Aussies sweep 5150 triathlonBy Jasmine W. Payo |Philippine Daily Inquirer
SUBIC BAY FREEPORT—The racers from Down Under emerged on top again.
The Australians completed a sweep for the second straight year with Luke McKenzie shattering the two-hour barrier to capture the men’s pro crown and Belinda Granger retaining her women’s pro title in the Century Tuna 5150 Triathlon Philippines here yesterday.
Bucking a tough start in the swim leg, McKenzie conquered the punishing 1.5K swim-40K bike-10K run event in one hour, 59 minutes and 25 seconds to emerge as the overall winner and the lone triathlete to go under two hours.
But it was virtually a breeze for Granger as the 42-year-old veteran finished seven minutes ahead of her closest pursuer with a time of 2:17.33.
“Compared to last year’s race, nothing was difficult,” said Granger. “This was probably the easiest condition I’ve ever had in the Philippines since I started racing here.”
John Leerams Chicano again emerged as the best Filipino finisher, clocking 2:09.45 to replicate his fifth overall ranking last year. Monica Torres topped the women’s side for the host country in 2:28.19.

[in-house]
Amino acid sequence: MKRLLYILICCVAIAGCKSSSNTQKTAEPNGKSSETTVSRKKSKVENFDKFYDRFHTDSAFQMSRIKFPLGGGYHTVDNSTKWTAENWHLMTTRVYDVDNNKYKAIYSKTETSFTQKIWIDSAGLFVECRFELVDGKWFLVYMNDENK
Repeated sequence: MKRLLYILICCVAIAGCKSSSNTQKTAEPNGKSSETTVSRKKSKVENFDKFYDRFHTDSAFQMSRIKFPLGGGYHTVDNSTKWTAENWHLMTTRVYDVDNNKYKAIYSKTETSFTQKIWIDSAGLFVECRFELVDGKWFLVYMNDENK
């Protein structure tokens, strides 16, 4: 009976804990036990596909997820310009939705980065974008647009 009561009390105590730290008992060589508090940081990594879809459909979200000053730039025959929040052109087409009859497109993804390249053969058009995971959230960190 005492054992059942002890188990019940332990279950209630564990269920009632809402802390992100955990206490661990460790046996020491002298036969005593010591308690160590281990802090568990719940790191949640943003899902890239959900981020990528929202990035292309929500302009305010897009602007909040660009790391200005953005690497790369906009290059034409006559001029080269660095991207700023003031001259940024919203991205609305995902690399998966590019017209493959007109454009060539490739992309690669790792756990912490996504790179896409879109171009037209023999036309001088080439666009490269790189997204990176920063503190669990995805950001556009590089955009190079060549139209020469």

McKenzie, who competed here for the first time, lagged behind runners-up Ben Allen (2:02.40) and Michael Murphy (2:05.46) in the swim leg, but made up for it in the bike event where he came out almost a minute ahead.
“The most difficult for me was the swim, I just didn’t feel comfortable at all,” said the 31-year-old McKenzie. “I started well but it felt really long. I was just happy to get out. The bike course was really challenging, it’s very technical. We were lucky it didn’t rain.”
Again stealing the show were differently-abled athletes Arnel Aba, Godfrey Taberna and Sixto Ducay, whose team captured the men’s relay championship over 12 other able-bodied groups.
Aba (a one-legged swimmer), Taberna (a cyclist born with a right club foot) and Ducay (a runner with a polio-stricken arm) combined anew for the Wetshop Para Tri Team that finished seven minutes ahead of the runner-up squad with a time of 2:23.47.
“We just really want to inspire more disabled athletes,” said Aba, whose team settled for second place in the same event last year.
Jonard Saim wound up second in the men’s Filipino elite at 2:10.29 while Philippine record holder Nikko Huelgas, who was battling the flu a day before the race, still landed on the podium with a time of 2:11.00.
“We almost came out at the same time in the swim, so I tried to break away in the bike,” Chicano said after copping the Filipino men’s elite anew by besting his time last year by two minutes.
Other men’s age-group winners were Robinson Esteves in the 20-24 bracket (2:16.50), Australian Grant Preddy in 25-29 (2:23.37), Joseph Miller in 30-34 (2:26.21), George Vilog in 35-39 (2:17.21), Jojo Macalintal in 40-44 (2:32.59), Nestor Glenn Gonzales in 45-49 (2:29.47) and Frank Lacson in 50-54 (2:36.21).